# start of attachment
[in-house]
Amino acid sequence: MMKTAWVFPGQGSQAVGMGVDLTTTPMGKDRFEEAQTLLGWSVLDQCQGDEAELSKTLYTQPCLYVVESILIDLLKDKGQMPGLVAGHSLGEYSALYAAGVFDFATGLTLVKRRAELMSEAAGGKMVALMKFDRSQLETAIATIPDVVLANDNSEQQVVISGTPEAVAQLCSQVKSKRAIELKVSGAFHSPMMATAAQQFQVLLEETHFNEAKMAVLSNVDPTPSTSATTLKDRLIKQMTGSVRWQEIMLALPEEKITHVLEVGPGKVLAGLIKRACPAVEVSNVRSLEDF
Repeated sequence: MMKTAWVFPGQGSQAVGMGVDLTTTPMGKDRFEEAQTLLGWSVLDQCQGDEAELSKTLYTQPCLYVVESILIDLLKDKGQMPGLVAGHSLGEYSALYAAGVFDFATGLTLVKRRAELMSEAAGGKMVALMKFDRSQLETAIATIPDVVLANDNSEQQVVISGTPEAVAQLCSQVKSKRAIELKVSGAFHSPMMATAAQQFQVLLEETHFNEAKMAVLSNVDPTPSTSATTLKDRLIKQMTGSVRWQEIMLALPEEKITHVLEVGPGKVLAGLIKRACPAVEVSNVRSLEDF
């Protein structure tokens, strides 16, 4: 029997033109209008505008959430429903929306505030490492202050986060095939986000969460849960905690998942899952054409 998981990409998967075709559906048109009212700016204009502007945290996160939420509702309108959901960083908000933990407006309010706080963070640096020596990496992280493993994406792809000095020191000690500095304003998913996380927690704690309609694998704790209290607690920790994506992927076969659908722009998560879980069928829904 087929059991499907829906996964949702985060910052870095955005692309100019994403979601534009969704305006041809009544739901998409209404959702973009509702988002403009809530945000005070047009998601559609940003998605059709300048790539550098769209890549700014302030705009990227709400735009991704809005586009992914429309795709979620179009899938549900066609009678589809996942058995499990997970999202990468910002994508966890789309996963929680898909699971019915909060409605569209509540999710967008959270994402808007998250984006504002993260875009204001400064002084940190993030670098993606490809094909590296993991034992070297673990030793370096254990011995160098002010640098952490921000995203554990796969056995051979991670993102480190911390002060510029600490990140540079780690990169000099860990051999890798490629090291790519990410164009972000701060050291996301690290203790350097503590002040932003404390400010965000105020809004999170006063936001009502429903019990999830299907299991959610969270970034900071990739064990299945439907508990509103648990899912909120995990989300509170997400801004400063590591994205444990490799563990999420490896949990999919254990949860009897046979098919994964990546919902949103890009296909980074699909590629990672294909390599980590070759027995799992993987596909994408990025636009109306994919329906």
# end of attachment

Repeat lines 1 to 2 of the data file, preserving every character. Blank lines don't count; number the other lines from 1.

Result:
[in-house]
Amino acid sequence: MMKTAWVFPGQGSQAVGMGVDLTTTPMGKDRFEEAQTLLGWSVLDQCQGDEAELSKTLYTQPCLYVVESILIDLLKDKGQMPGLVAGHSLGEYSALYAAGVFDFATGLTLVKRRAELMSEAAGGKMVALMKFDRSQLETAIATIPDVVLANDNSEQQVVISGTPEAVAQLCSQVKSKRAIELKVSGAFHSPMMATAAQQFQVLLEETHFNEAKMAVLSNVDPTPSTSATTLKDRLIKQMTGSVRWQEIMLALPEEKITHVLEVGPGKVLAGLIKRACPAVEVSNVRSLEDF